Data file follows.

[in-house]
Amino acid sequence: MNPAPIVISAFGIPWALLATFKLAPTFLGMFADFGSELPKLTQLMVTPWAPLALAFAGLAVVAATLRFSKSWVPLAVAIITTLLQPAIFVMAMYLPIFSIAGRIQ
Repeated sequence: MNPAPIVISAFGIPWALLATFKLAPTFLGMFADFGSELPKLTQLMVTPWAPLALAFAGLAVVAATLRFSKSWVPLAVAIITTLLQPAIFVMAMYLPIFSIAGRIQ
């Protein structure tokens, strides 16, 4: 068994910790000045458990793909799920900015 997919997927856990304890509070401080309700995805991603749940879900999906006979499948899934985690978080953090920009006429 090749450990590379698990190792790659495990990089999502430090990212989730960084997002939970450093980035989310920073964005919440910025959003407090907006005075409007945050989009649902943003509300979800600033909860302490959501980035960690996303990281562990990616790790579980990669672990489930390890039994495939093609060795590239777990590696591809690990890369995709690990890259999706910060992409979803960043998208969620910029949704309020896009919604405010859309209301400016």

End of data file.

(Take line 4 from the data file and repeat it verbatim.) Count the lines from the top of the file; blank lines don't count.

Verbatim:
């Protein structure tokens, strides 16, 4: 068994910790000045458990793909799920900015 997919997927856990304890509070401080309700995805991603749940879900999906006979499948899934985690978080953090920009006429 090749450990590379698990190792790659495990990089999502430090990212989730960084997002939970450093980035989310920073964005919440910025959003407090907006005075409007945050989009649902943003509300979800600033909860302490959501980035960690996303990281562990990616790790579980990669672990489930390890039994495939093609060795590239777990590696591809690990890369995709690990890259999706910060992409979803960043998208969620910029949704309020896009919604405010859309209301400016």